Miriam Boudreaux’s picture

By: Miriam Boudreaux

If you have ever found equipment that is out of calibration, then you know it is not something to take lightly. Whether you manufacture children’s toys or automobile tires, you know that the implications and ramifications of the decisions you make can be devastating for your company. Although the requirements from the ISO 9001 standard regarding equipment found to be out of calibration are simple and succinct, this is not something to take for granted. If you ensure that the processes for handling nonconforming equipment are in place and if you take into consideration the steps provided below, you will be ready to handle and perhaps avoid out-of-calibration conditions.

Equipment found out of tolerance

When calibrating your equipment and finding it to be out of tolerance, ISO 9001 requires you to consider the product that was inspected with such equipment as suspect product. Aside from quarantining the equipment for further adjustments and calibration, the first question you need to ask is: Does the calibration data suggest the equipment was broken, minimally out of tolerance, or grossly out of tolerance? Was it out of tolerance in the range in which it was used?

GHSP’s picture


The story of how one Michigan-based automotive supplier, GHSP, embraced the quality circle process and very quickly earned a spot as a leader from one of the most demanding customers in the business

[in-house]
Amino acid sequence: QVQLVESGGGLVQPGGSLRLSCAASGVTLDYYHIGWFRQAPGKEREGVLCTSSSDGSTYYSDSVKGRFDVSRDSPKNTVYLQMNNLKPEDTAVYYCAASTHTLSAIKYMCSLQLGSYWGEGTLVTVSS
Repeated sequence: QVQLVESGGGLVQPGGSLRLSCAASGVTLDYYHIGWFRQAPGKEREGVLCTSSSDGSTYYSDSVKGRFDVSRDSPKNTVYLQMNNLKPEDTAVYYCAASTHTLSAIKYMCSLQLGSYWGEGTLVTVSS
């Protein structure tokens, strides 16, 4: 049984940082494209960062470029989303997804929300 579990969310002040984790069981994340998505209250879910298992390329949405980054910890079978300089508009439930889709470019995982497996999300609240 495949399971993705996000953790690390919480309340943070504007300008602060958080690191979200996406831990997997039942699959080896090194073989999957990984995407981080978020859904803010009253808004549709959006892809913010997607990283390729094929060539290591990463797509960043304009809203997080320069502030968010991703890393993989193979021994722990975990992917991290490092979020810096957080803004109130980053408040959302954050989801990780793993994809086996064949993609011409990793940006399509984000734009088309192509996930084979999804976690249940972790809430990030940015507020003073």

There’s still a little surprise in Beth Koch’s voice when she talks about the Honda of America Manufacturing’s Fall 2008 Supplier Quality Circle Competition.

“We were very proud of what we had been able to do for our company,” says Koch, a quality facilitator at GHSP’s Hart, Michigan plant. “But we were very shocked when we won. Very shocked.”

She wasn’t the only one who was surprised. GHSP, a supplier of mechatronics to the global surface transportation industry, in its first appearance at the fall event, stormed in and swept the competition away, winning first place in the two main categories—problem solving and project circle—as well as first place for the best display board. It was the first time a supplier had won both categories at the competition, which was attended that year by as many as 100 suppliers to Honda and 600 people.

Dirk Dusharme @ Quality Digest’s picture

By: Dirk Dusharme @ Quality Digest

All the talk of health care reform has resulted in many hospitals turning to lean Six Sigma to help improve efficiency and aid in cost cutting. However, health care efficiency expert Ron Wince contends that many of these facilities are not applying the tools properly and therefore will not reap the ultimate benefits. Wince is the CEO of Guidon Performance Solutions and works with hospitals across the country helping them to improve efficiency and quality while reducing costs.

In this interview with Wince we explore the growth of the lean, Six Sigma, and similar programs in the health care industry, and how well those programs have been implemented.

Quality Digest: We have seen a lot of interest in hospitals and other health care facilities in implementing lean, Six Sigma, and the like. Do you see this trend continuing at the same rate, increasing, decreasing?

Michael S. Flynn and Robert E. Cole’s default image

By: Michael S. Flynn and Robert E. Cole